Pantograph in Case, Like Keuffel & Esser 1126

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This brass pantograph consists of four arms connected by pins. The long arms are twenty-five and twenty-four inches long, with the distance from the fulcrum to the points being twenty-four inches. Two of the arms are marked from 6 to 1/12 (the subdivisions of these scales are not fine). The pantograph rolls on three metal casters. There are two spools for thread next to levers with black handles at the ends of the long bars away from their meeting point. The pencil point has a cup on top for weights. The wooden case also contains three metal squares painted black, a stone weight with a metal loop in top, and a large round iron weight to anchor the pantograph. The iron weight has a metal bar on top to attach it to the pantograph and two screws on its sides. A wooden bar and two metal screws secure it in the case.
Penciled on the inside of the lid is the name: E. M. Douglas. Also written in black on the inside of the lid is the mark: Ser. 100. Two paper tags atop the lid are badly worn and illegible. A piece of masking tape reads: 100.
Compare MA.335263, which was pantograph model 1127 sold by Keuffel & Esser. This object resembles Keuffel and Esser’s Model 1126. Keuffel & Esser offered pantographs with bars twenty-four inches, twenty-eight inches and thirty-three inches long (the models 1126, 1127 and 1128 respectively) from at least 1890. However, the cross-section of the bars was square. By its 1906 catalog, the cross-section of pantographs 1126, 1127, and 1128 was rectangular rather than square – as it is in this example. Hence this appears to be a model 1126 in the later style. Three models also was listed in the 1909 catalog. Catalogs for 1913, 1916, and 1921 list only the model 1127. None of these pantographs were listed in the 1927 or 1936 catalogs. Hence it seems likely that this object dates from the period 1900-1912.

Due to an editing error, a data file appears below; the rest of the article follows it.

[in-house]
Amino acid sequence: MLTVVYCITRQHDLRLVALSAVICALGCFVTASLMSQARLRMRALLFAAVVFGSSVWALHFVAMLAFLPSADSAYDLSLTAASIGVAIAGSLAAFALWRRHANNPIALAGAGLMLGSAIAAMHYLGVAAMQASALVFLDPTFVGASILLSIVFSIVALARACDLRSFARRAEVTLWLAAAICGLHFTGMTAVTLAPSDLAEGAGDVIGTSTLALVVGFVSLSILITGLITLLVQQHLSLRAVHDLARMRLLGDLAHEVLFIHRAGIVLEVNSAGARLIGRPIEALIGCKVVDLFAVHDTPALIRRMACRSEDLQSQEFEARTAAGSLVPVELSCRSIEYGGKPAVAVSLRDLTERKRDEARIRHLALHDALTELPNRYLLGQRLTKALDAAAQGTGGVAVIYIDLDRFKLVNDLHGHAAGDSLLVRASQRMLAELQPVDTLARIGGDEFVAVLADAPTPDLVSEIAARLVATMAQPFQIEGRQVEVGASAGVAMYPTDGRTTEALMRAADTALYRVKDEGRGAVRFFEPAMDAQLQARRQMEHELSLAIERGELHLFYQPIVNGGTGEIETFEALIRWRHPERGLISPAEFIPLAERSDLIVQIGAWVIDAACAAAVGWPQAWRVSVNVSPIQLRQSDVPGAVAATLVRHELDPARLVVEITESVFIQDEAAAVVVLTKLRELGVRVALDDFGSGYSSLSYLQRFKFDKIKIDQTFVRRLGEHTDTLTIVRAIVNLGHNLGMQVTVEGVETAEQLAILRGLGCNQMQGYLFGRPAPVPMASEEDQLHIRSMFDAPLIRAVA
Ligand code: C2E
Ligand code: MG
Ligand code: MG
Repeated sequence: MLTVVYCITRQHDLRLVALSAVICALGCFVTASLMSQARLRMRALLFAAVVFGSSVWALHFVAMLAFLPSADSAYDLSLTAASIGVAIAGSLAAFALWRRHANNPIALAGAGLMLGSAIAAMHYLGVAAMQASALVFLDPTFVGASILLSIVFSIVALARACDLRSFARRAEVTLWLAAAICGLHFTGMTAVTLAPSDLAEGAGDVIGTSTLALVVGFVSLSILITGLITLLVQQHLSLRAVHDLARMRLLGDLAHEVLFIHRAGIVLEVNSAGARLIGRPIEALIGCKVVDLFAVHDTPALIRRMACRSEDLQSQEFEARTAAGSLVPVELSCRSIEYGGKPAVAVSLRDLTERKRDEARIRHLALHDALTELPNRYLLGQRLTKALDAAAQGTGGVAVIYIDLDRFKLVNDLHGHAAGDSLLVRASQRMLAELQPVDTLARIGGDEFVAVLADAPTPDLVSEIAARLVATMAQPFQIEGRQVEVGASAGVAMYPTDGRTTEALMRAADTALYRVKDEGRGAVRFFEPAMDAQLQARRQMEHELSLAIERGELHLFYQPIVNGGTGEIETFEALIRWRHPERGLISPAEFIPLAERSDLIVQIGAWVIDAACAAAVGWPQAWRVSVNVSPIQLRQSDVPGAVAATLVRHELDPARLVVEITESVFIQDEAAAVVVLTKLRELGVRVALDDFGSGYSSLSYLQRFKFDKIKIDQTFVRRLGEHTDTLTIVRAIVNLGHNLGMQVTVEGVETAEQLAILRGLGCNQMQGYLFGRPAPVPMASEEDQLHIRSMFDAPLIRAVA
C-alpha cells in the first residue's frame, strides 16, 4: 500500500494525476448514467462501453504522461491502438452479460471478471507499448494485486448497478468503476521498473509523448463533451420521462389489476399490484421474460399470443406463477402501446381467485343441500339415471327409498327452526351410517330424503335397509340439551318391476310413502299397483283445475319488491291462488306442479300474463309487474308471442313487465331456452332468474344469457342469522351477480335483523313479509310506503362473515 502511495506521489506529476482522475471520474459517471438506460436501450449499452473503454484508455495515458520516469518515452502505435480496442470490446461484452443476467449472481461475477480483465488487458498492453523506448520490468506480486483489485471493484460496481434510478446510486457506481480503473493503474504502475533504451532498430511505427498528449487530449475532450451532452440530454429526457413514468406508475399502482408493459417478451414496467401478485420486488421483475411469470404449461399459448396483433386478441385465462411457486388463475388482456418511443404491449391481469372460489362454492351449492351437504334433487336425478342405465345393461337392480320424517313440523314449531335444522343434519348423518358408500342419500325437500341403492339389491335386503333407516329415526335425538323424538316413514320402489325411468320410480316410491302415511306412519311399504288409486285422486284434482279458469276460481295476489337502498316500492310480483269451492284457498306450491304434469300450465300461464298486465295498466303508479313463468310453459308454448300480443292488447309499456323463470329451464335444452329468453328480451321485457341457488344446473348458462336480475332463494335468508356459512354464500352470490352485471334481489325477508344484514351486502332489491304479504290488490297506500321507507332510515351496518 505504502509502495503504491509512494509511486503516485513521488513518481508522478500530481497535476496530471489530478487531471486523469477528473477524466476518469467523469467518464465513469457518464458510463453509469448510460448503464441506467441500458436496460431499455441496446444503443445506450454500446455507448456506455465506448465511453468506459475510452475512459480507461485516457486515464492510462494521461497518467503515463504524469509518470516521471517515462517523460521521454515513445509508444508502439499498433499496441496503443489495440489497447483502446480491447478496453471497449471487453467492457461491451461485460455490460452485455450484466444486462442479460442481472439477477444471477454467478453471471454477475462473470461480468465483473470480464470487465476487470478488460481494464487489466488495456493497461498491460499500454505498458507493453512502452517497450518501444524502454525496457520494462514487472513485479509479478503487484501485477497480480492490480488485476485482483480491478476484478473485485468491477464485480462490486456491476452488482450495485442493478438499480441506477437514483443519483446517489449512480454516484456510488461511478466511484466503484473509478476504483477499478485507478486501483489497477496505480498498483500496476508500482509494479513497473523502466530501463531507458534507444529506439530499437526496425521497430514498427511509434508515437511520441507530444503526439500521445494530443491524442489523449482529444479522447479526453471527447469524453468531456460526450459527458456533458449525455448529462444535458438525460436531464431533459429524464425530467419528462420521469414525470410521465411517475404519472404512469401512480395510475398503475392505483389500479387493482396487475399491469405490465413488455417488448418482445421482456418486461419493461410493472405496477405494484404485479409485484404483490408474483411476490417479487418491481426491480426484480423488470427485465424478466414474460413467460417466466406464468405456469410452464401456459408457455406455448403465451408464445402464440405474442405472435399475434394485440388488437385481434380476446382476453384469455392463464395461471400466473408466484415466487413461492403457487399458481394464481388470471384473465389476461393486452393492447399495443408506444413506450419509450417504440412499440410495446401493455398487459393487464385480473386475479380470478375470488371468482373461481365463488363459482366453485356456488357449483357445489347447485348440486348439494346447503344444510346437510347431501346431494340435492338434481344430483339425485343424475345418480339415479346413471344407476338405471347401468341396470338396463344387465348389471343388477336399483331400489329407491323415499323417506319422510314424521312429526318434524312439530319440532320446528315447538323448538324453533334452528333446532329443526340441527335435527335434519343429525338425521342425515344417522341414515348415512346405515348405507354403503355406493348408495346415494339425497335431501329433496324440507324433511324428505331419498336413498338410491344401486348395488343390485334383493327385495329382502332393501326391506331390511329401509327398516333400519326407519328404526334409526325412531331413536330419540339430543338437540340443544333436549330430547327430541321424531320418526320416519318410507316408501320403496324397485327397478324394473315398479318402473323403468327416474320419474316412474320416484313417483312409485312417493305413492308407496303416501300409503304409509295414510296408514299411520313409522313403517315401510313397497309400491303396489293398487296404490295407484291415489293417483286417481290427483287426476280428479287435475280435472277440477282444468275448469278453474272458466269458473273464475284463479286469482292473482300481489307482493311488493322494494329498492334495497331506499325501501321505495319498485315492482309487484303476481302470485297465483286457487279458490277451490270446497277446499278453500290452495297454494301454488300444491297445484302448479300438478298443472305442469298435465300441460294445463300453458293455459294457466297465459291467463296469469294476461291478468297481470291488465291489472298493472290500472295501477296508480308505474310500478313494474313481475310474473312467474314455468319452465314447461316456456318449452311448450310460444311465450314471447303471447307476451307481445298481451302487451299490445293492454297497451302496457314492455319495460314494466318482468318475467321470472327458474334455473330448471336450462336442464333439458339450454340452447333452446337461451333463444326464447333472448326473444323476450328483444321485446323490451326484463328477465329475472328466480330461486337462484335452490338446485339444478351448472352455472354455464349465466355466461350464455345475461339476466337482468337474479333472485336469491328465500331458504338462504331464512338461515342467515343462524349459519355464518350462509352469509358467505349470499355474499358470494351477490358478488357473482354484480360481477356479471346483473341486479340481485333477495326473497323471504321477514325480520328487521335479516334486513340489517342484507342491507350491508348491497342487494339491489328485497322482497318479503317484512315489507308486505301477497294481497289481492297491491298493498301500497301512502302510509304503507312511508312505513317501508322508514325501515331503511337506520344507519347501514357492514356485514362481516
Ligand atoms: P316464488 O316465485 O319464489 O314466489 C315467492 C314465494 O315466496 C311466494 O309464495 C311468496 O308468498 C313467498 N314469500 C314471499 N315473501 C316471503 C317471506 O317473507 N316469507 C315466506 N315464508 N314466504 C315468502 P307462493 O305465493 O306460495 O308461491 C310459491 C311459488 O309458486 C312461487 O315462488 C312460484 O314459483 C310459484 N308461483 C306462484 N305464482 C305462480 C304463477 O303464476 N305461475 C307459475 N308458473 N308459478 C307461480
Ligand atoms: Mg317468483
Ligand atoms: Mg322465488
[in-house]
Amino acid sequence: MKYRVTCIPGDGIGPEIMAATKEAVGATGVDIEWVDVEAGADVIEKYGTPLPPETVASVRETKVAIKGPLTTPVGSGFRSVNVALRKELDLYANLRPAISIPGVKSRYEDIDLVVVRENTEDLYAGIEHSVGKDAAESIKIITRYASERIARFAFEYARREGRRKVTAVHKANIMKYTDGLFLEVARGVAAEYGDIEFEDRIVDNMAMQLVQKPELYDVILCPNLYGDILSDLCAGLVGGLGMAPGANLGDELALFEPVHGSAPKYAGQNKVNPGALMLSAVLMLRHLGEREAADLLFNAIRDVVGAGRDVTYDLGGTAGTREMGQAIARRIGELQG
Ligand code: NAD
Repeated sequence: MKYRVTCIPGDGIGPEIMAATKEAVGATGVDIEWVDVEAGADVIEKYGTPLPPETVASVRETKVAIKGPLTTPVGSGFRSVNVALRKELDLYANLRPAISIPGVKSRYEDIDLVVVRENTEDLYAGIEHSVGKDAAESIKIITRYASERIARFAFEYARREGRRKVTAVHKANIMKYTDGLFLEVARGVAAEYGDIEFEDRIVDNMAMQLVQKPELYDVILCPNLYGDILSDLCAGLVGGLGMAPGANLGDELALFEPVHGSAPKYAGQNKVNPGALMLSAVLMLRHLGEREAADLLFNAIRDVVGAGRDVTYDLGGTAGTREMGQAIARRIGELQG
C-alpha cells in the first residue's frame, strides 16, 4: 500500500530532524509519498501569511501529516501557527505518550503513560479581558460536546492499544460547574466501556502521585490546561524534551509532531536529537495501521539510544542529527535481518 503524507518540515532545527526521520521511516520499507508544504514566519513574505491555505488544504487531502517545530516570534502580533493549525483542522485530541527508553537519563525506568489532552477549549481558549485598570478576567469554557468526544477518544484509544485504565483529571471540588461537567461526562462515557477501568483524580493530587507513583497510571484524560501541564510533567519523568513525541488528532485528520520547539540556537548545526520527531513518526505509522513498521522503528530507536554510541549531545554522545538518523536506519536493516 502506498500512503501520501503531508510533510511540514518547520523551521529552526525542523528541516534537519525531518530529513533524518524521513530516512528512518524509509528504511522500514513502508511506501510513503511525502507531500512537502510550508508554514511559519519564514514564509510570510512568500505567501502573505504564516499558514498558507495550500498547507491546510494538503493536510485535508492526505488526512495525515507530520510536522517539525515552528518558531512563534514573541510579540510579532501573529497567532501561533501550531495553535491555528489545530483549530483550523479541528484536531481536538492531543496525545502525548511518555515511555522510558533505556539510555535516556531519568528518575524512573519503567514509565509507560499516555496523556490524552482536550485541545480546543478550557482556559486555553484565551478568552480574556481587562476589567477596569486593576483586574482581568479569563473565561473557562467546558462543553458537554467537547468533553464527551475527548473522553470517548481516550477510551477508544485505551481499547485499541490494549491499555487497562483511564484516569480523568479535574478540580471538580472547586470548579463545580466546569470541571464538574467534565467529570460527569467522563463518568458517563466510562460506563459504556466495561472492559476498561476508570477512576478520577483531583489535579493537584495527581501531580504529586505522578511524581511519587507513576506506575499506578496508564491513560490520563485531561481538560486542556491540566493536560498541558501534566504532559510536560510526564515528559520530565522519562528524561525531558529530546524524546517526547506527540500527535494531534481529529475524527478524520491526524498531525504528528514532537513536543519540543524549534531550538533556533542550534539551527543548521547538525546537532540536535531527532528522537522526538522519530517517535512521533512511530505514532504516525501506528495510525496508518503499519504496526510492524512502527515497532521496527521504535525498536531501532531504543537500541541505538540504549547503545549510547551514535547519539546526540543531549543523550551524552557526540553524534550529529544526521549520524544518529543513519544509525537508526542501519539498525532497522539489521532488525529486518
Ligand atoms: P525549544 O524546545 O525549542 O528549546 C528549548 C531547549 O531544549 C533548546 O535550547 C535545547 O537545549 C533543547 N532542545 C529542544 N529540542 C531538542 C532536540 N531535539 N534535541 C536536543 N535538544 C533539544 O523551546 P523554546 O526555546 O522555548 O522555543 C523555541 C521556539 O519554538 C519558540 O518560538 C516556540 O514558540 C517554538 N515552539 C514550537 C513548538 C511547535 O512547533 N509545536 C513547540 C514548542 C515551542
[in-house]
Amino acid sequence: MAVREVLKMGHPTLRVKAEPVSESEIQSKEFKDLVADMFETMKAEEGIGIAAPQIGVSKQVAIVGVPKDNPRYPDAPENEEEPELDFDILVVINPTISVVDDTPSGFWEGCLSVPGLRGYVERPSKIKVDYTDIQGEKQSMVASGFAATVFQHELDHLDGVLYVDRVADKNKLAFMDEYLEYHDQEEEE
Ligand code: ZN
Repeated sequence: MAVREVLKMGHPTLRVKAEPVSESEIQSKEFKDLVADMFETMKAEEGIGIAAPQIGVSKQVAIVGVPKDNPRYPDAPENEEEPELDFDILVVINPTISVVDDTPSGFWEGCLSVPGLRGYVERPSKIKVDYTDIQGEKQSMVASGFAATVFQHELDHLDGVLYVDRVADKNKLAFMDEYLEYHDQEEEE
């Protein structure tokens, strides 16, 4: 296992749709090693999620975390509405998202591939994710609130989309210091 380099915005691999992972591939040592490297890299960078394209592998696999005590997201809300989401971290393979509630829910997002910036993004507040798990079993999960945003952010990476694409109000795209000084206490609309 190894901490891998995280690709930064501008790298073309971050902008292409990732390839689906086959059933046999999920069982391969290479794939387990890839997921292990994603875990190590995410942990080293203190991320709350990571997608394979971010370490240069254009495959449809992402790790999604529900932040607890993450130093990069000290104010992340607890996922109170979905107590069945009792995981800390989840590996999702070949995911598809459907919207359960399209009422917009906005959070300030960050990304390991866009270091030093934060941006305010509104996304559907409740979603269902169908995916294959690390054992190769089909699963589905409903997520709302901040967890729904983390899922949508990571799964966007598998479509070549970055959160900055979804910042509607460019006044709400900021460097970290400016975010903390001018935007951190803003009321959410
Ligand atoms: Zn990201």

There was an Edward M. Douglas who worked as a topographer at the U.S. Geological Survey from 1882 and was Chief of the Computing Division there from 1911 until transferring to the map information office in the War Department in 1925; he worked in the War Department until his retirement in 1930.
Catalogue of Keuffel & Esser, New York, 1890 (p. 107), 1892 (p. 107), 1906 (p. 168), 1909 (p. 154), 1913 (p. 151), 1916 (p. 151), 1921 (p. 102), 1936.
R. T. Evans and H. M. Frye, History of the Topographic Branch (Division), U.S. Geological Survey, Circular 1341, 2009, p. 154.
Currently not on view
date made
Physical Description
wood (overall material)
brass (overall material)
iron (overall material)
overall: 17 cm x 74.3 cm x 20.5 cm; 6 11/16 in x 29 1/4 in x 8 1/16 in
ID Number
accession number
catalog number
Credit Line
Transfer from U.S. Naval Observatory
See more items in
Medicine and Science: Mathematics
Science & Mathematics
Data Source
National Museum of American History, Kenneth E. Behring Center


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